By Lukas Velush, Herald Writer

Readers of The Herald have lots of opinions about why the overly ambitious roads and transit tax package flamed out at the ballot earlier this month.

Suggestions ranged far and wide, including living closer to work, tolls that target when traffic is at its worst and not fixing roads and transit so that new people stay away.

None of those who wrote me about the failure of Prop. 1 defended it, which I found surprising.

It would seem someone would rise up to support a package that would have done so much to fix Snohomish County’s transportation problems.

The worst I-5 interchanges would have been rebuilt. Highway 9 would be widened all the way to Lake Stevens. U.S. 2 trestle congestion would be eased by building new ramps on both ends. Light rail would be extended all the way to Lynnwood.

Instead, voters decided that nothing should be done.

OK, they also decided that asking for billions of dollars to pay for it and waiting as long as 20 years to see the results was too much.

None of those who responded to my query about what’s next now that Prop. 1 failed called for a new tax package. They had other ideas.

Mike Gorman of Camano Island would like to see the electronic cameras that nail for people running red lights used for a better purpose.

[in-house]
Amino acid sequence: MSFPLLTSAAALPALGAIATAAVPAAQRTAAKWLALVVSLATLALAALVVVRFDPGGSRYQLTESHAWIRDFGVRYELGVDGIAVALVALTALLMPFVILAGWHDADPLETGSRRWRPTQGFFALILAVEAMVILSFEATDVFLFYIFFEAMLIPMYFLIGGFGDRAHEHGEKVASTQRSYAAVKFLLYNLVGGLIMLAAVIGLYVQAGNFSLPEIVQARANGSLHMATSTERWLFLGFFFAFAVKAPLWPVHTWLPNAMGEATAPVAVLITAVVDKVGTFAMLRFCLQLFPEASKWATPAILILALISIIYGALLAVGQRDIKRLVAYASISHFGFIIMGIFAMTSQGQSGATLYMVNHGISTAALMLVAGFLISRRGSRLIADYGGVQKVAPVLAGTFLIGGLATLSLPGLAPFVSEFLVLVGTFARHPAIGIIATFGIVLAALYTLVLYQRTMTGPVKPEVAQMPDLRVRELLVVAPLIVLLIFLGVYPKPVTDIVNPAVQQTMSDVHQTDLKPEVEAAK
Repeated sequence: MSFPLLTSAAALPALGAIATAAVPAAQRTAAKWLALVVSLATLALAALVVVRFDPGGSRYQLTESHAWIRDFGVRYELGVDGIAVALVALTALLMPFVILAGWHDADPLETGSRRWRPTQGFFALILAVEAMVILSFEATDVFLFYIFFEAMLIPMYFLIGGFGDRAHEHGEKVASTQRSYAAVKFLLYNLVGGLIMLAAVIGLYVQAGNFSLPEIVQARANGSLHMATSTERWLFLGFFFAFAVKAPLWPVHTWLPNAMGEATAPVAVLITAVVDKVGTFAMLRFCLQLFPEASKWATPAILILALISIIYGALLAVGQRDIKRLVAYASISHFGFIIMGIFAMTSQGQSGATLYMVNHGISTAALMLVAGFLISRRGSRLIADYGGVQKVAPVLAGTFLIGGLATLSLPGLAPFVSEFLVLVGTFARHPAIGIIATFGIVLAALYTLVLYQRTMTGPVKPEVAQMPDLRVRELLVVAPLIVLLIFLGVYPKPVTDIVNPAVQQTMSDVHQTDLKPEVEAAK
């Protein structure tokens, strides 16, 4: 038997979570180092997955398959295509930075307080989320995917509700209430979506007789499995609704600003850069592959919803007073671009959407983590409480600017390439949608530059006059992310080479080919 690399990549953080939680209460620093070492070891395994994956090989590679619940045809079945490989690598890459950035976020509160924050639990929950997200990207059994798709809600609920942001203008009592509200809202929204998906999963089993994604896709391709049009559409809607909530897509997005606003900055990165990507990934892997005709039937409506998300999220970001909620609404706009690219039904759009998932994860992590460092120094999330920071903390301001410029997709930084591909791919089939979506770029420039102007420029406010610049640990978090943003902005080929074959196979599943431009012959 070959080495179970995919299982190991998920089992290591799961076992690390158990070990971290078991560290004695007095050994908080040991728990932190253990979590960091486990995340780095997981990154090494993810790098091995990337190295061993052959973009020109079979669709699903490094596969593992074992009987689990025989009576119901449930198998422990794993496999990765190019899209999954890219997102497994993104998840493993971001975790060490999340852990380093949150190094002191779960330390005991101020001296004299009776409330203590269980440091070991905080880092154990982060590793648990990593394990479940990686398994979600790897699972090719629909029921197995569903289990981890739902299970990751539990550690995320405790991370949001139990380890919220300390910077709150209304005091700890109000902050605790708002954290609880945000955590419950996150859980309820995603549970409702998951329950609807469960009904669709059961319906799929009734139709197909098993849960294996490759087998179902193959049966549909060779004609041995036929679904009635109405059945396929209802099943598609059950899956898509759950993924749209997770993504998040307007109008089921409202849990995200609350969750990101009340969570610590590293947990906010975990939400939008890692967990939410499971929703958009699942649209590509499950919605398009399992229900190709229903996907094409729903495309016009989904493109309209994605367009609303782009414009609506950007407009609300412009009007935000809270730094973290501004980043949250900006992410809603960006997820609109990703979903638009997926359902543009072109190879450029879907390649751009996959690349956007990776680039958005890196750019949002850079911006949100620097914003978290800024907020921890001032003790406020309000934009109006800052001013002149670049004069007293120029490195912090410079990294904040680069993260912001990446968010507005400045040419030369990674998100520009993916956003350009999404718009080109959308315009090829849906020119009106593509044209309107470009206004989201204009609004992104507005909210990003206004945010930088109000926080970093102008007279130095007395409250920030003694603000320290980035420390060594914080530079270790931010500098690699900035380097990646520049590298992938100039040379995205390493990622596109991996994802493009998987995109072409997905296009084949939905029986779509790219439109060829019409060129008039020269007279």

“If an automated system of cameras (with computerized billing to the license plate) was put in place when and where the worst congestion areas are, and the money used only to fund the collection system and buy and build bypass highways like the one around Vancouver and Portland, the public would accept it as needed,” Gorman said. “This would be sort of a pay as you go system.”

He also suggests extending the carpool lane from Everett to Marysville, keeping big trucks in the far right two lanes and using onramp meters in a way that actually keeps traffic moving.

Joellyn Clark of Marysville rejected claims by politicians that there is no “Plan B,” arguing that the failed roads and transit tax package was not the only option.

“There is a Plan B,” Clark said. “It’s called moving closer to work or finding work closer to home. It’s what thousands of people go out of their way to do.”

Along similar lines, Stan Knoblich of Everett believes better roads and transit opportunities will bring more people to the area.

“You know the imaginary million people that are suppose to come here in the next 20 years or so — all the natives are wishing that they all go away,” Knoblich said. “My mantra is, ‘don’t build it and they won’t come.’ The only ones that want to see (all the growth) are the politicians and developers so they can fill their coffers and support their houses on their 20 acre lots in their gated communities.”

Howard Lucus of Arlington said Prop. 1 was too confusing and too big for voters to get behind. He wasn’t convinced that new riders would flock to a light-rail train that will follow the same route buses now take.

“For public transportation to have any effect on congestion, people are going to have to get out of their cars and use it,” Lucus added. “Who are these people? To convince me, the proponents need to identify the customers they are going to serve and I haven’t seen that information anywhere.”

Oh yeah, before I forget

I’ve started a Street Smarts blog on our Web site, where I aim to pollute your mind with more noise about commuting on our region’s clogged roads. My goal is to expand on what I do in this column. Find the blog at

Reporter Lukas Velush: 425-339-3449 or

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